TL;DR: If you want to jump straight into learning, go to http://aka.ms/learntorch. Learning Path includes topics on Computer Vision, Natural Language and Audio.
There are two video episodes available on PyTorch Learning Path, which have recently been streamed on Learn TV
Learning Deep Learning
If you want to learn how to use PyTorch, your most obvious destination would be to go to the official web site at http://pytorch.org, and navigate to Tutorials -> Learn the Basics. There, you will be able to get a fast start with using the library by going straight into the code to define, train and use a neural network model to recognize different clothing types using FashionMNIST dataset.
While you can browse the code on PyTorch web site, you would probably want to start and run pieces of code to see how it works, and maybe make a few tweaks to understand better. To do it, you can click on “Learn with Microsoft Learn” button at the top of the page to switch to a learning mode.
Of course, you can also head straight into Microsoft Learn!
We believe that code-first approach is very convenient for those who are familiar with the basics of Python and data science, and want to get going with their project right away. Therefore, tutorial on PyTorch web site is structured around a complete example of image classification, and the first page shows you complete code, with links to go deeper into more detailed sections of the tutorial. Microsoft Learn module, on the contrary, starts with the simple concepts, and builds the whole code from the ground up.
Advantages of Using Microsoft Learn
There are a few reasons why you definitely want to use Microsoft Learn, and not just look at the code:
- You can run the code interactively in the browser, without the need to set anything up.
- You get GPU-enabled compute to power your notebooks, which becomes important once you go deeper into topics such as computer vision and NLP
- You also get some knowledge check quizzes, which help you verify that you are actually learning something.
While PyTorch web site contains just one tutorial, the Microsoft Learn has a whole learning path of 4 modules:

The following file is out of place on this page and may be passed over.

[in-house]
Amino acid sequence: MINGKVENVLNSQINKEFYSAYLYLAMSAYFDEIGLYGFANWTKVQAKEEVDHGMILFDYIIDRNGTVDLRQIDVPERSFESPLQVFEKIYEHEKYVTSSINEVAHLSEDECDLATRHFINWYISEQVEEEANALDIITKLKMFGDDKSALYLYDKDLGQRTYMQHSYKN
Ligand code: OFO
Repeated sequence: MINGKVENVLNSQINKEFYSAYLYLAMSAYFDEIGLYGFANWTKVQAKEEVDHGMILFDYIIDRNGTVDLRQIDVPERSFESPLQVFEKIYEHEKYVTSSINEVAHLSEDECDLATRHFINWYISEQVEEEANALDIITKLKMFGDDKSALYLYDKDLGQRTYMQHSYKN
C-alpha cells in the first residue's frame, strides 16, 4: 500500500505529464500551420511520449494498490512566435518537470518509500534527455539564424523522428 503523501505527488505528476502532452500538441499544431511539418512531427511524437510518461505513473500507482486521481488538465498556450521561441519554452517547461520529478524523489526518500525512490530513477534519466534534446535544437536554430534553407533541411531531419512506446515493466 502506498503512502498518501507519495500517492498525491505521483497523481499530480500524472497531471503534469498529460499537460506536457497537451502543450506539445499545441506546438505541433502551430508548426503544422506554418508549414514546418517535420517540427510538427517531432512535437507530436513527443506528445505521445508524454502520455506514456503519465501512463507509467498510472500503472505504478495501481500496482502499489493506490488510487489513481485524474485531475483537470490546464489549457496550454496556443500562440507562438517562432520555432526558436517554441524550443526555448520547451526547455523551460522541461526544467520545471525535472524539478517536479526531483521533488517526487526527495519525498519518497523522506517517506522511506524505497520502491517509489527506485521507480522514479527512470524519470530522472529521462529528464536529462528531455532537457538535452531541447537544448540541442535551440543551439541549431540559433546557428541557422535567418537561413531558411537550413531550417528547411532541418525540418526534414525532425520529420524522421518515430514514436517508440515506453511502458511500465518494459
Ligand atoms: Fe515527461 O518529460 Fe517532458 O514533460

First module in the learning path focuses on one example of image classification, but starts with the very basics: what are tensors, how you can build a neural network from them, what is computational graph, how to compute derivatives/gradient and to use that to optimize neural network parameters. It uses simple multi-layer perceptron to do image classification.
In computer vision module, we first re-visit the problem of image classification using single-layer and multi-layer perceptrons, and learn about several different ways to implement neural networks in PyTorch. We then explain what convolutions are, and how convolutional neural networks can be used for computer vision. We then talk about pre-trained models, transfer learning, and lightweight models such as Mobilenet.
Natural Language Processing
NLP module start with the basics of natural language processing - different tokenization strategies, bag-of-word and TF/IDF models for text classification. We then switch to word embeddings and semantic embeddings (word2vec, GloVe), and show how we can achieve good results with pre-trained embeddings and simple linear classification.
We then cover specific neural models for sequence modeling - recurrent neural networks, and their more advanced versions: LSTM and GRU. We consider also text generation models and train character-level LSTM text generator. Finally, we move to more recent language models such as BERT, and train text classifier on top of pre-trained network using transformers library.
Working with audio signals is a bit less common scenario, so this module will be especially useful for those who are looking to deal with audio. It explains the nature of audio signal, and how it can be transformed into frequency domain to build spectrograms, which can be used as features for machine learning models. It shows how we can classify audio signals based on image representation of their spectrograms.
Using the Course at the University
This course has been reviewed by Professor Amir Pourabdollah from Nottingham Trent University. Below is his feedback on the course:
I found some great potentials of this learning path to be adapted within a university level module of machine learning (ML). It has also potential of being taught as a stand-alone course for the university students of computer science, as well as the students of other science/technology disciplines who may be interested to apply ML on their subject area.
The highlights of my observations are as follows: